Wednesday, August 29, 2007

On financial storms

There had been some comparisons between Latvia's economy now and that of East Asian countries (e.g. Thailand) before 1997 Asian financial crisis. In both cases, the country experienced very fast economic growth and had a big current account deficit (10% of GDP in 1996 Thailand, over 20% in Latvia now). As we now know, Thailand's boom ended with collapse of its currency, baht and a severe economic crisis in the following years. Similar things happened in several other Asian countries, shortly after Thailand.

What does this mean for Latvia? Discussions with Edward Hugh lead me to exploring what economists think about the causes of 1997 crisis in Thailand. In particular, it lead me to this paper by Paul Krugman, written a few years after 1997.

Interestingly, I can relate Krugman's theory to what has happened in Latvia over the last 10 years. Krugman develops a mathematical model of country's economy which leads to a conclusion that it can be in two stable states:
  • high-trust state in which investment takes place and banks lend money freely;
  • low-trust state in which domestic businesses are nearly bankcrupt and banks are unwilling to lend them money.
The low-trust state sounds very much like Latvia of mid-1990s in which credit was mostly unavailable. The high-trust state is Latvia of today. In 1997, a sequence of unfortunate events lead Thailand's financial system to collapse from the high-trust state into the low-trust state. The consequences were felt for a long time: in 2005, the average income in Thailand was less than in 1997.

The positive message from Krugman's paper is that crises of this form are not inevitable. They don't automatically happen once the current account deficit exceeds some magic number. Rather, current account deficit (and also large debt in foreign-currency, another similarity between Thailand'97 and Latvia'2007) are signs that the economy is vulnerable and might be less able to withstand a sequence of unfortunate events ("financial storm") pushing it into a downward spiral.

I've tried to think if such a financial storm could occur in Latvia now. I think no. There are some substantial differences between Thailand and Latvia. I will write on those in another post tomorrow but the most important one is that Bank of Latvia has the reserves to maintain the current exchange rate between the Latvian lat and EUR. (Thailand's crisis started with Baht plunging from 25 baht/dollar to 56 baht/dollar.)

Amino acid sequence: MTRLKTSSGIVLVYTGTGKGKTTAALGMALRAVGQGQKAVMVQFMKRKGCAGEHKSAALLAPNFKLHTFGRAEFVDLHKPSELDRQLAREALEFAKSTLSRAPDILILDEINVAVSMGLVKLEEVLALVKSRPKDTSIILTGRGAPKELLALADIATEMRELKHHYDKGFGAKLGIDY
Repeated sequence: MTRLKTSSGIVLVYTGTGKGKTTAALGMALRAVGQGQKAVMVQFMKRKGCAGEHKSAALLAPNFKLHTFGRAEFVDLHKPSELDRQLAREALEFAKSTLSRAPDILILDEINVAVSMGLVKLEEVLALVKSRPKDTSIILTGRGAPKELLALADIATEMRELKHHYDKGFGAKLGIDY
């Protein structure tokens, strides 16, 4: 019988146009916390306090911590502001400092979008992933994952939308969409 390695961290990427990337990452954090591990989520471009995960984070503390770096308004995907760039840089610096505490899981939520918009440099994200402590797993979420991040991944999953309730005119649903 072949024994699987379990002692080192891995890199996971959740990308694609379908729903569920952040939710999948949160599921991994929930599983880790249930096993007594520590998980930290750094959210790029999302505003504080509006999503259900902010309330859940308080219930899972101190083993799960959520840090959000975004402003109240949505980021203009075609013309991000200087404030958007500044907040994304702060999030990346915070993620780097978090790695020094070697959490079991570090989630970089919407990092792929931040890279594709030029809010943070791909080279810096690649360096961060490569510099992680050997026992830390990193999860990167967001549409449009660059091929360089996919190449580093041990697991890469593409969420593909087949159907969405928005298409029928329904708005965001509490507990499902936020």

Anonymous said...

If I remembr correctly, the Argentine government also has the dollar reserves to maintain the dollar parity in 2001. But the exchange rate and economy still collapsed. Why? Mainly because of the appreciating dollar and the real economy's inability to live with such a highly valued currency. With A current account deficit of 24% of GDP, I suspect Latvia faces the same fate. The country needs to export more, but its currency is pegged to a rapidly appreciating euro. I think this is unsustainable. Moreover, most of the capital need to finance the current account deficit is coming from other European banks. Surely the capacity of these banks to continue proviiiding credit on this scale has been eroded by the recent turmoil in credit markets? I thing the possibility of a severe and deep financial and economic slump in Latvia is very real.

Latvian abroad said...

Argentine in 2001 might actually be a good comparison. I think Latvia is not at that state yet. (The Argentine crisis was preceded by 1-2 year long downward spiral. Latvia is certainly vulnerable to a downward spiral of similar type, because of all the things you mentioned, but the spiral has not started yet.) Could Latvia get there in 2 years? It's possible, although I hope it won't happen.

Walter said...

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